Home improvement isn’t just a DIY hobby; it can add value to your house and make you feel more satisfied living in it. However, not all projects have the same return on investment (ROI), and some may even hurt your resale value.
According to the latest American Housing Survey, homeowners spent about 135 million dollars on home improvements in the past two years. But the coronavirus pandemic and volatile market conditions could affect how much people spend on upgrades in the future.
In the past, homeowners often took on home renovations to upgrade outdated features and increase livability. Those reasons still apply in the current economy, and the satisfaction gained by completing a project can also boost happiness with a home.
The categories where spending is surging the most are work that takes place outside the house, such as landscaping and building decks or fences. Those types of projects are often less expensive than kitchen or bathroom remodels, and they tend to pay off quickly, as well. Anderson says that rock-bottom interest rates have made some types of home improvements more attractive in the past year.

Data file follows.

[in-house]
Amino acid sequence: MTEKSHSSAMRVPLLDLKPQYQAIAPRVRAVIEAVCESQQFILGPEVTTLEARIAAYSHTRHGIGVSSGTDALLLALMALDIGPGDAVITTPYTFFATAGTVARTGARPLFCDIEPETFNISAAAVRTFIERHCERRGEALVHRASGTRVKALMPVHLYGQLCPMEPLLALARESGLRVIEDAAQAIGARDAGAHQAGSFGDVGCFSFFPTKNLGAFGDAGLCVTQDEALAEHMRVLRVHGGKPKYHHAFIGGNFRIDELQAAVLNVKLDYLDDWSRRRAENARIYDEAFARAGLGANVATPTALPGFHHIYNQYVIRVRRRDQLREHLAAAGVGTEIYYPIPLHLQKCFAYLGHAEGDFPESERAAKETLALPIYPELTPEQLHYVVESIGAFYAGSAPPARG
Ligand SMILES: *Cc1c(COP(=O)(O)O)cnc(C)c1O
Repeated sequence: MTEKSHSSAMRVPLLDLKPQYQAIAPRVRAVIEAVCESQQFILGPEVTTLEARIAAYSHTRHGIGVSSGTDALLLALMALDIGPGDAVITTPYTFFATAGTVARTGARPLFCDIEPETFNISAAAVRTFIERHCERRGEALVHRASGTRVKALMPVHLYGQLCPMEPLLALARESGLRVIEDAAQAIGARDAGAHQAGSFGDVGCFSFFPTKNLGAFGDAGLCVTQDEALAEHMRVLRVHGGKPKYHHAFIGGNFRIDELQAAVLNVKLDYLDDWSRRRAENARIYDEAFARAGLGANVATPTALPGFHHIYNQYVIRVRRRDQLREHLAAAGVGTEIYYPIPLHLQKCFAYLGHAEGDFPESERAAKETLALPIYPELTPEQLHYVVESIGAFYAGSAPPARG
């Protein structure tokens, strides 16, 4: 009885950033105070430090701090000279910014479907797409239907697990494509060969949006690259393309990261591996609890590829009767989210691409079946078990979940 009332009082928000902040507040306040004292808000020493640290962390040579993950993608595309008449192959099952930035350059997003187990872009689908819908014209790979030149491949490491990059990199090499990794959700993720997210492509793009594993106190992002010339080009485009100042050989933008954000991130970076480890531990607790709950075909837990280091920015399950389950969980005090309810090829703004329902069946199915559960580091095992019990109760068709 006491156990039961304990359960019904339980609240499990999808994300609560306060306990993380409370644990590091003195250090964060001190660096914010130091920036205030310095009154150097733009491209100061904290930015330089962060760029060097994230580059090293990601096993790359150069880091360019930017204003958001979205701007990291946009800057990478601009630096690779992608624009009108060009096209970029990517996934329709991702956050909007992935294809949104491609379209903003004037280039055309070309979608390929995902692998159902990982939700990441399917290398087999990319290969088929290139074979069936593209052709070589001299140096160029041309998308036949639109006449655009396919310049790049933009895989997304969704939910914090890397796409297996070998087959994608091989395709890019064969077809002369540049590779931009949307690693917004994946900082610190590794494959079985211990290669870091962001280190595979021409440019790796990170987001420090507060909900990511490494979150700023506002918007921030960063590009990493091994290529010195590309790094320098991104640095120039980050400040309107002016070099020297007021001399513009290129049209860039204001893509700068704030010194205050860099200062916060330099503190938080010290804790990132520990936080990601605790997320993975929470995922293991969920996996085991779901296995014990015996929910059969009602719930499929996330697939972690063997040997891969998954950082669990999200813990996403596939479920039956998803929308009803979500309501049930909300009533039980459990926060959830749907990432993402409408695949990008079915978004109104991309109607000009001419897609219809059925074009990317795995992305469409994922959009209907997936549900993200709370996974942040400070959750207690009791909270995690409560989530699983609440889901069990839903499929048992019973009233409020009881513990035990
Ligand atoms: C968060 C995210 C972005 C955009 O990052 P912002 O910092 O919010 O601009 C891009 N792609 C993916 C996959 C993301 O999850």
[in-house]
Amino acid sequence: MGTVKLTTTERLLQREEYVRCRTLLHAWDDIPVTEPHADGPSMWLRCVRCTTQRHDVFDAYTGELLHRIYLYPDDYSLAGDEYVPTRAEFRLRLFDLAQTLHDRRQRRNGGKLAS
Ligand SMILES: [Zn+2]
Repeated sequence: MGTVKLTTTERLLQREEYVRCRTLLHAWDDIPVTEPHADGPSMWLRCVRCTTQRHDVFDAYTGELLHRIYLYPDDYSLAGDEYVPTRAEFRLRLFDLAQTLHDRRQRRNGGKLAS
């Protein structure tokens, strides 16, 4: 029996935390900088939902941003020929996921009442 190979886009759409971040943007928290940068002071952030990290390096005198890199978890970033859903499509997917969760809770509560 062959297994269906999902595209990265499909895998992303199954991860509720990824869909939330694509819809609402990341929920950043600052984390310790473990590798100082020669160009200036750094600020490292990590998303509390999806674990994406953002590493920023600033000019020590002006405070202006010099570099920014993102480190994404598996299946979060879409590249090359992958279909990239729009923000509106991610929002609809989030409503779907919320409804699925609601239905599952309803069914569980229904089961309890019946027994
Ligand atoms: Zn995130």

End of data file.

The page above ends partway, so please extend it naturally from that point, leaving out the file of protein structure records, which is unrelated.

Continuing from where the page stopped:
But if you want to get the most bang for your buck, keep in mind that some projects have a very low ROI, including that expensive water feature and koi pond in your backyard. Also, any addition that’s too personalized for the average buyer, or doesn’t fit the style of the neighborhood, could detract from your resale value. And if you’re borrowing money to complete a home improvement project, remember that you don’t own the improvements until you pay them back.